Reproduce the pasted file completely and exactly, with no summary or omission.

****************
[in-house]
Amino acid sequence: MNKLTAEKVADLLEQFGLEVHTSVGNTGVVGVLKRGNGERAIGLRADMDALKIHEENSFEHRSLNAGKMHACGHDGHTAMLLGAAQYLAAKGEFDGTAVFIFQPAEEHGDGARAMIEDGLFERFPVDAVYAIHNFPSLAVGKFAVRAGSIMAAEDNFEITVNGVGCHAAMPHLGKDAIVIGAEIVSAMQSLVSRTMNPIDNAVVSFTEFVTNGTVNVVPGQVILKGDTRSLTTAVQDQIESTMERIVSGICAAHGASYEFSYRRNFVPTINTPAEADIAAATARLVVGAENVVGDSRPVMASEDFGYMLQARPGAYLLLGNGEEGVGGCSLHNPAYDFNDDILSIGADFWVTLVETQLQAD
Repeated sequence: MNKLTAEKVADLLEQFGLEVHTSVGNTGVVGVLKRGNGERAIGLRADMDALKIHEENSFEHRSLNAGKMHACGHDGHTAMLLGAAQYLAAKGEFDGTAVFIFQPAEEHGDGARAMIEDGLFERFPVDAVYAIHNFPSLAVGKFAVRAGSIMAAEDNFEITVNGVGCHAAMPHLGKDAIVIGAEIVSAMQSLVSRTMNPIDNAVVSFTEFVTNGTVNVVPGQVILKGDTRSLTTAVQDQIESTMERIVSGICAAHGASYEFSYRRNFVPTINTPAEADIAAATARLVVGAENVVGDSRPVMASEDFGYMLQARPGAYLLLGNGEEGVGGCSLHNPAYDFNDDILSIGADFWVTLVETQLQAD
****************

[in-house]
Amino acid sequence: MNKLTAEKVADLLEQFGLEVHTSVGNTGVVGVLKRGNGERAIGLRADMDALKIHEENSFEHRSLNAGKMHACGHDGHTAMLLGAAQYLAAKGEFDGTAVFIFQPAEEHGDGARAMIEDGLFERFPVDAVYAIHNFPSLAVGKFAVRAGSIMAAEDNFEITVNGVGCHAAMPHLGKDAIVIGAEIVSAMQSLVSRTMNPIDNAVVSFTEFVTNGTVNVVPGQVILKGDTRSLTTAVQDQIESTMERIVSGICAAHGASYEFSYRRNFVPTINTPAEADIAAATARLVVGAENVVGDSRPVMASEDFGYMLQARPGAYLLLGNGEEGVGGCSLHNPAYDFNDDILSIGADFWVTLVETQLQAD
Repeated sequence: MNKLTAEKVADLLEQFGLEVHTSVGNTGVVGVLKRGNGERAIGLRADMDALKIHEENSFEHRSLNAGKMHACGHDGHTAMLLGAAQYLAAKGEFDGTAVFIFQPAEEHGDGARAMIEDGLFERFPVDAVYAIHNFPSLAVGKFAVRAGSIMAAEDNFEITVNGVGCHAAMPHLGKDAIVIGAEIVSAMQSLVSRTMNPIDNAVVSFTEFVTNGTVNVVPGQVILKGDTRSLTTAVQDQIESTMERIVSGICAAHGASYEFSYRRNFVPTINTPAEADIAAATARLVVGAENVVGDSRPVMASEDFGYMLQARPGAYLLLGNGEEGVGGCSLHNPAYDFNDDILSIGADFWVTLVETQLQAD